Yeah, they went there.

“The killings of Michael Brown and Treyvon Martin clearly shows that we don’t live in a post-racial society as many expected when you were elected,” Ramos says.

Obama chuckled, “Well, I didn’t expect that. You probably didn’t either.”

“But many people expected you to do more on race relations, dealing with white privilege. Do you get angry with this? Is it your responsibility?”

Then President Obama claimed Americans experience more equality now than before he took office, and also that Eric Holder was awesome. When Ramos pressed on saying, “but there’s not really been a lot of improvement,” Obama retorted, “The folks who say there’s not a lot of improvement, I don’t think were living in the 50’s and remembering what it was like to be black or Hispanic and interacting with the police then.”

Take a look:

Fact Check:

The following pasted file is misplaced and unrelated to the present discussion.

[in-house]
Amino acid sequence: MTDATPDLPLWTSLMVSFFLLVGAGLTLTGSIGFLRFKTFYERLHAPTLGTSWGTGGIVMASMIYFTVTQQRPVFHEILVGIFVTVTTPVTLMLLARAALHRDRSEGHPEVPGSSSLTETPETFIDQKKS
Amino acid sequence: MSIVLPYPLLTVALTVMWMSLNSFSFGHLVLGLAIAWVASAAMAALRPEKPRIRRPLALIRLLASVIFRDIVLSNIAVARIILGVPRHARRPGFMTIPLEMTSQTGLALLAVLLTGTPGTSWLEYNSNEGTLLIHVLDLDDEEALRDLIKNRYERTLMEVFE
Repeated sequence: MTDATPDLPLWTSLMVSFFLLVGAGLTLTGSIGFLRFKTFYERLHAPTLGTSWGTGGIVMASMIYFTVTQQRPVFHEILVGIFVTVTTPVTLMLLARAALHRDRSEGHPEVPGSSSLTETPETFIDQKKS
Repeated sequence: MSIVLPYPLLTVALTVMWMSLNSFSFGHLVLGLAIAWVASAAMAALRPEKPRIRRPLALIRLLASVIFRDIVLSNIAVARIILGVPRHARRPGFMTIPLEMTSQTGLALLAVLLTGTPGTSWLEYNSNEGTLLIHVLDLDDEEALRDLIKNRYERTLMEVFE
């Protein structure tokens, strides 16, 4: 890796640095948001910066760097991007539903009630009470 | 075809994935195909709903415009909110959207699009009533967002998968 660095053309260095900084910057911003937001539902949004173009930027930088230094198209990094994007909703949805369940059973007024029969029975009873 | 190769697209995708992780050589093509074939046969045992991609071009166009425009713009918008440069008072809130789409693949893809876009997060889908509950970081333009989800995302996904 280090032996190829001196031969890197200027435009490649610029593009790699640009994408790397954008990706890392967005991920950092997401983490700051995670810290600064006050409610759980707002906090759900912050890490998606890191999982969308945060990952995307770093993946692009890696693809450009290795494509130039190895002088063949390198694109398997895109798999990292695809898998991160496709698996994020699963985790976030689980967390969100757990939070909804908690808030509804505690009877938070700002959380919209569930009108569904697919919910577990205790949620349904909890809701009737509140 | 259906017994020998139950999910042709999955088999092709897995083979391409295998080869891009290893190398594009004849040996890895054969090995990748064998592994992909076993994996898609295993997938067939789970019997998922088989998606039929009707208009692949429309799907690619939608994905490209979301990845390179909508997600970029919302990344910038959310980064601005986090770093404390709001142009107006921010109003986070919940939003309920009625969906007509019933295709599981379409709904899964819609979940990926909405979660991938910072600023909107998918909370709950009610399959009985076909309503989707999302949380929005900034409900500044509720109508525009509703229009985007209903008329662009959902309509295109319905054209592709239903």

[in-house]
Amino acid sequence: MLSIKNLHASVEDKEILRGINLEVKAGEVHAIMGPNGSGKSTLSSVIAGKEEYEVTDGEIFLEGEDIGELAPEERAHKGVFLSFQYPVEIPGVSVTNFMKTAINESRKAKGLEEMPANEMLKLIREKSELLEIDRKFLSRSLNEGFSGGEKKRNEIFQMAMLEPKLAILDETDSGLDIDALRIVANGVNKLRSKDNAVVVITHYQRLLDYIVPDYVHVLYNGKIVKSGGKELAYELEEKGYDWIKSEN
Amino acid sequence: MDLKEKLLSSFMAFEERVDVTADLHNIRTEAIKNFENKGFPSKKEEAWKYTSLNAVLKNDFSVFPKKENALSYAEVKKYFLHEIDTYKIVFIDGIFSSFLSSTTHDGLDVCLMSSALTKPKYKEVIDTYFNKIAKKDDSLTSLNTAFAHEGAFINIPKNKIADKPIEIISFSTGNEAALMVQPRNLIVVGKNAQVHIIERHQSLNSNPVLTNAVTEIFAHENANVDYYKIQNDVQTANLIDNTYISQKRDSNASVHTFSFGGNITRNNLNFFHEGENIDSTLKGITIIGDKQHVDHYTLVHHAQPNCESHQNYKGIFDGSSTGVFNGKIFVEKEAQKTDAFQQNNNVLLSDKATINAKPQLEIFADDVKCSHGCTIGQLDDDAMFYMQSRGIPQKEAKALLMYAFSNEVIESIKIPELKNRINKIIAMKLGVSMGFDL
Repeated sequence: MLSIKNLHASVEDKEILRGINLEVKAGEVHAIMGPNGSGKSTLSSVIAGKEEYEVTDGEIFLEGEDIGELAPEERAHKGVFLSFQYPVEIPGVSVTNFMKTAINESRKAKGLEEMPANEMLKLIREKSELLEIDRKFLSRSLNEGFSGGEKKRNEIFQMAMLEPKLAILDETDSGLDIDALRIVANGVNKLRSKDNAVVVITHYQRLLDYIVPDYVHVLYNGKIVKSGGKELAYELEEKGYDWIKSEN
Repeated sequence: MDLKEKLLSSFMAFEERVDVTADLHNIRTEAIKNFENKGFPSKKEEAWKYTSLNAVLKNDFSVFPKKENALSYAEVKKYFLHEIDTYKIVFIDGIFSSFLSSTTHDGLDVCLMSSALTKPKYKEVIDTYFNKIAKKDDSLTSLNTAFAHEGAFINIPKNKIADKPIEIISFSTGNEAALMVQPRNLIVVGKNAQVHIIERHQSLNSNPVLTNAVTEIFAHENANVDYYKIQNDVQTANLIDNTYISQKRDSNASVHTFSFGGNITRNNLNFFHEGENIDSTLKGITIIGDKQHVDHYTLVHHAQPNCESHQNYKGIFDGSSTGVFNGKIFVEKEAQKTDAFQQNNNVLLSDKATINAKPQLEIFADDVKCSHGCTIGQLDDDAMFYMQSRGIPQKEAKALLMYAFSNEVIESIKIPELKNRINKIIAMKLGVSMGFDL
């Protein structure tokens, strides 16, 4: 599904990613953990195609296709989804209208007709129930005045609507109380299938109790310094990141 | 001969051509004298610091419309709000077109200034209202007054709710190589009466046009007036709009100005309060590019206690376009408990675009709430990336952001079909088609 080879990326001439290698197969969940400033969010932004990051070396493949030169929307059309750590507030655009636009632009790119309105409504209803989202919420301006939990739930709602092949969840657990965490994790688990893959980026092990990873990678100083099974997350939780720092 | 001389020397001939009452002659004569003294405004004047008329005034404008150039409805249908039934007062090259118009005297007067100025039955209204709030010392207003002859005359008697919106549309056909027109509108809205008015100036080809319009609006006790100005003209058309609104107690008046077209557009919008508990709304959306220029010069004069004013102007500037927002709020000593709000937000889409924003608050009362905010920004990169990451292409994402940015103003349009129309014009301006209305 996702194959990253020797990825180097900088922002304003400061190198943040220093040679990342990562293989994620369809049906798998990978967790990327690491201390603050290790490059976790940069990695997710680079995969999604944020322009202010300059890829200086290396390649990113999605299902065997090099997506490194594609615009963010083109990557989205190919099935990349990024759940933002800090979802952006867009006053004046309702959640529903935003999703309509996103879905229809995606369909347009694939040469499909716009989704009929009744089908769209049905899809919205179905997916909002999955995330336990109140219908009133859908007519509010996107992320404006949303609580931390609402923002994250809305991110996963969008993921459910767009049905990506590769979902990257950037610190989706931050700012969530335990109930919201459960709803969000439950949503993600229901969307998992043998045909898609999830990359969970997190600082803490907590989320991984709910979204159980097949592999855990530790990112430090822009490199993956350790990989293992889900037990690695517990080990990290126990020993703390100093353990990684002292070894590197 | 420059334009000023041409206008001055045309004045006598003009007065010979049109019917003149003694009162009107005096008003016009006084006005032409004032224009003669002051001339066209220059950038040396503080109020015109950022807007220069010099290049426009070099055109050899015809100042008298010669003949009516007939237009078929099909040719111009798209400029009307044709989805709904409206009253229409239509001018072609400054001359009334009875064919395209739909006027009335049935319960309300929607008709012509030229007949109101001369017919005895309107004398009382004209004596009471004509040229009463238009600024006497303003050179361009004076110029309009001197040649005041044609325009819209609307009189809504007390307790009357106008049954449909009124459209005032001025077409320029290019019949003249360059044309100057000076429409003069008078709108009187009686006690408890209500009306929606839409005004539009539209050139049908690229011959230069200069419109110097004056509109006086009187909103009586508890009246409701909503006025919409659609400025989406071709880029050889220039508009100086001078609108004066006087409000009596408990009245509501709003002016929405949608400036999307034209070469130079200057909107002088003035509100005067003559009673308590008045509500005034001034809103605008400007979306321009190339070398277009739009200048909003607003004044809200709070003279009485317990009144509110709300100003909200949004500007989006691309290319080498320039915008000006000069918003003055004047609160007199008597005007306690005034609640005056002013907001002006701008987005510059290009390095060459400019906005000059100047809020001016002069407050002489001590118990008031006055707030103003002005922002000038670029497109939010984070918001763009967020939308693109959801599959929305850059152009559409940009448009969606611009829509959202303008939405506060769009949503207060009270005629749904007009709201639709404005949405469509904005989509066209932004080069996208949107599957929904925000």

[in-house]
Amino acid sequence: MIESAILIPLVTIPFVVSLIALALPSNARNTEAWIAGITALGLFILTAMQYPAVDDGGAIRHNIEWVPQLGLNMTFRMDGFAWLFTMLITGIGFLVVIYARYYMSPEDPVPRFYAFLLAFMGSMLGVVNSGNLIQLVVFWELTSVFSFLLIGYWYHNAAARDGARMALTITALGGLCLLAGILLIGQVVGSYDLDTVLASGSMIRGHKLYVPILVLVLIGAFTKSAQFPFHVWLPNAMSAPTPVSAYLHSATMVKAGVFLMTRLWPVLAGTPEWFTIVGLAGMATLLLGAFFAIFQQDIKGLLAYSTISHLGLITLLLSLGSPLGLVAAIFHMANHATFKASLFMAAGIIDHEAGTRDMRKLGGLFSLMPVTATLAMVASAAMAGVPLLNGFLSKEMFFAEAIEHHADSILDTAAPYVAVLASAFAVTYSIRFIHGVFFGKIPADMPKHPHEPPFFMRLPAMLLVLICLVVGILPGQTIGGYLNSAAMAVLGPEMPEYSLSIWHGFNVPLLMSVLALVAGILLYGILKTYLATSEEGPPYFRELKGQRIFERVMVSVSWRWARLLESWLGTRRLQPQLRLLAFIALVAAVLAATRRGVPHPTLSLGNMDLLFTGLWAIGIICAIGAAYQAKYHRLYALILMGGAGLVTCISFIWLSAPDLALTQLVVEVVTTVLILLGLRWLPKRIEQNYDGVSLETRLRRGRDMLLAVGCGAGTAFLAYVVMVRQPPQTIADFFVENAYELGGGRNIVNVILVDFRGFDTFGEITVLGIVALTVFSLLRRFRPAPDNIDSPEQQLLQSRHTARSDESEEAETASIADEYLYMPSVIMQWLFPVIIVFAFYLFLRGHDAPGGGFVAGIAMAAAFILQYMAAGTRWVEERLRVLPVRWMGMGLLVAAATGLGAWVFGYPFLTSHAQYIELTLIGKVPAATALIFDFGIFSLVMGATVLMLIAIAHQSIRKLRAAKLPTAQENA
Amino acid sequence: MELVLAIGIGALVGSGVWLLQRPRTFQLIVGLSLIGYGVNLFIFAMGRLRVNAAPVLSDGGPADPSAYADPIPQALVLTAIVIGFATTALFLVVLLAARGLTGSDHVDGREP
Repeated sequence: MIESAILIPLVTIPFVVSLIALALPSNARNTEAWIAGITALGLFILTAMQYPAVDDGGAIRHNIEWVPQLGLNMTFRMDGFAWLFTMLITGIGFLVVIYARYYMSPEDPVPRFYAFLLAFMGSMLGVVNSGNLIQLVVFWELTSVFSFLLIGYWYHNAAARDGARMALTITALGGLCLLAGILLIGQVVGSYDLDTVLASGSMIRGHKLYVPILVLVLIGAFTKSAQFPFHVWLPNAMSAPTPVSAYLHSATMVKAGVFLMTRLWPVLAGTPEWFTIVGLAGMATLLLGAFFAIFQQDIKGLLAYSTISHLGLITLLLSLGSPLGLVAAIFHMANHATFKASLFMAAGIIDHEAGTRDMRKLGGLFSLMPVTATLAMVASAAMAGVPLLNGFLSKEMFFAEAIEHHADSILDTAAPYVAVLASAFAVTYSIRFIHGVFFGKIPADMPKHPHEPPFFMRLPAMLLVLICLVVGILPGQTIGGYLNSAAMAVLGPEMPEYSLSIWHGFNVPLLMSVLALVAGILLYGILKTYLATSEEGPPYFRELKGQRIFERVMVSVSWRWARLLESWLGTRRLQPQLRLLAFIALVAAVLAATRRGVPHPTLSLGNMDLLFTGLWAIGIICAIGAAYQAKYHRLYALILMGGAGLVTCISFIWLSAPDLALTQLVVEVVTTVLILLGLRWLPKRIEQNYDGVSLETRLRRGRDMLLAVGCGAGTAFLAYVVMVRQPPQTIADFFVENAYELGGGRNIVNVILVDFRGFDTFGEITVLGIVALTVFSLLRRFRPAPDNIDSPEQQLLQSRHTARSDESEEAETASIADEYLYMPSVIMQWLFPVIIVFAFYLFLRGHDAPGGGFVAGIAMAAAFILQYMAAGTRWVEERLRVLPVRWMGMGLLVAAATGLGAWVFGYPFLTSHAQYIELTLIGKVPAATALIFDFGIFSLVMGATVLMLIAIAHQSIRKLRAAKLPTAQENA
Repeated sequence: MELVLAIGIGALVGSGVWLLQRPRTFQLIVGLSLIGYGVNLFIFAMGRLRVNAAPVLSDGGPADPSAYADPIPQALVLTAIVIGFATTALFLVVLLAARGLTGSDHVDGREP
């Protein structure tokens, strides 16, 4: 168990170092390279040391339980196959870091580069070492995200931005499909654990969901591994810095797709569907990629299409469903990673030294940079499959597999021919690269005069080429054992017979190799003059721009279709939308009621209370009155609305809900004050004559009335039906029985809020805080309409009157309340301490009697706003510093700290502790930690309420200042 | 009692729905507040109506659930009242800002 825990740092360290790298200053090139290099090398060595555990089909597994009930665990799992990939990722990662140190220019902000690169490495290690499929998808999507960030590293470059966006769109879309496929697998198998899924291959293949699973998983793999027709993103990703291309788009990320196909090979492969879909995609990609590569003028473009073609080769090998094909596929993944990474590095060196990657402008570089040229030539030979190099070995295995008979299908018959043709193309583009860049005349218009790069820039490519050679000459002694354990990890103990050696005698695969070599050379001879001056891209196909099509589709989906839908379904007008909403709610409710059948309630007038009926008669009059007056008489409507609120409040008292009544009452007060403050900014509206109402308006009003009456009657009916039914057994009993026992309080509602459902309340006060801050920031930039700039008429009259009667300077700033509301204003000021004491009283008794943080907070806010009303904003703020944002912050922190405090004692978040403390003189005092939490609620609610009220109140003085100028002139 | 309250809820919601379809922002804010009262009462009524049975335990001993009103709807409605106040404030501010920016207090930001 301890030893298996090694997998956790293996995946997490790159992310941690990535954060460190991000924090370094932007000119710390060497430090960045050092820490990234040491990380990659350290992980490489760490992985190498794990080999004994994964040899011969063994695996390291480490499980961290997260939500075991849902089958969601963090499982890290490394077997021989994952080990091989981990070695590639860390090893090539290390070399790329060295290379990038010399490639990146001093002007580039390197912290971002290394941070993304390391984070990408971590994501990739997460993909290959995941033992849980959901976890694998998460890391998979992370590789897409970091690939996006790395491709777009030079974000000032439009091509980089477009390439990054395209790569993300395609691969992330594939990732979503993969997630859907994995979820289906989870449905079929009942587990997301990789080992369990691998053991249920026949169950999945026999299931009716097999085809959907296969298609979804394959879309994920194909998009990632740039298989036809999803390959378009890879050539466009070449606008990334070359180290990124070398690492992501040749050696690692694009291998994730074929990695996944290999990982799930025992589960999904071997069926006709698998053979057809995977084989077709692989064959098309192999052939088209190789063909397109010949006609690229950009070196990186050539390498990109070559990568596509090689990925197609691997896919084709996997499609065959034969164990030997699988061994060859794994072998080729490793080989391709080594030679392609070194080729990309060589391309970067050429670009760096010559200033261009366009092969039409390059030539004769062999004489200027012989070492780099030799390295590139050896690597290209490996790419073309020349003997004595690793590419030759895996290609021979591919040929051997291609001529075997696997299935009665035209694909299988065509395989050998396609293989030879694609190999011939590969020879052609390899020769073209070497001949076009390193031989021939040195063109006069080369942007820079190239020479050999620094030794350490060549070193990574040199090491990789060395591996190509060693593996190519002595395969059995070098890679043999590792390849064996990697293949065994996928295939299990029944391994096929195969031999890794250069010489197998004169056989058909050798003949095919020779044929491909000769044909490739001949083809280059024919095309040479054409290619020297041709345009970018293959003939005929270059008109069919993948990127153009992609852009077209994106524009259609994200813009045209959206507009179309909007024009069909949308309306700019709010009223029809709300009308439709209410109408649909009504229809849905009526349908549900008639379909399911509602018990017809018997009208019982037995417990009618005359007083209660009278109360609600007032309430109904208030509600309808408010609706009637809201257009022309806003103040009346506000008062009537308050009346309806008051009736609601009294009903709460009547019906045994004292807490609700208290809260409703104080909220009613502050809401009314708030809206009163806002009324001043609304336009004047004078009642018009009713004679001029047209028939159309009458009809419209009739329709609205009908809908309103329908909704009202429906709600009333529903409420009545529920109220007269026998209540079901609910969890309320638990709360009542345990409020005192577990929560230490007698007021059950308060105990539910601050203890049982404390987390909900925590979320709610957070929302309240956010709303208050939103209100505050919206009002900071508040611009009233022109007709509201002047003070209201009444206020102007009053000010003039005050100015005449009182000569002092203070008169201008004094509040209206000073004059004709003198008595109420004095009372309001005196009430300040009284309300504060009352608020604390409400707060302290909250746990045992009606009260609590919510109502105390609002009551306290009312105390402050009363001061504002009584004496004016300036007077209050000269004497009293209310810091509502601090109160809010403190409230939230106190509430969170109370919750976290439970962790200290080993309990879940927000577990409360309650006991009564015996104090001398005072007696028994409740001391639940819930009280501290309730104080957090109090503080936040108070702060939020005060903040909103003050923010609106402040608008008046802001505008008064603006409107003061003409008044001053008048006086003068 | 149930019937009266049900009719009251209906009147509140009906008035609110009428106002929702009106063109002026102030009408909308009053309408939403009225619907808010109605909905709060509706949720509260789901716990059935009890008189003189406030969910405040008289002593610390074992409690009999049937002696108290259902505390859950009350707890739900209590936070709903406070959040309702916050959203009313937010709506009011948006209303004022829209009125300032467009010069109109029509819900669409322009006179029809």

Flashback to November 2, 2008. The Washington Post had this to say:

This will be true although — to an astonishing and admirable degree — Americans have relegated the politics of race to the back burner in the long presidential campaign now in its final hours.

Barack Obama has succeeded brilliantly in casting his candidacy — indeed, his whole life — as post-racial. Even before the votes have been cast, he has written a glorious coda for the civil rights struggle that provided this nation with many of the finest, and also most horrible, moments of its past 150 years. If the results confirm that race was not a decisive factor in the balloting, generations of campaigners for racial justice and equality will have seen their work vindicated.

And who can forget this speech in 2008 where then Senator Obama declared, “we are one America. There’s not black America, or Asian America, or Latino America, there’s the United States of America.”

My, what a difference a few years of divisive rhetoric and policy makes. From a man once hailed as the post-racial savior America had been waiting for to, “I didn’t expect that and you probably didn’t either.”

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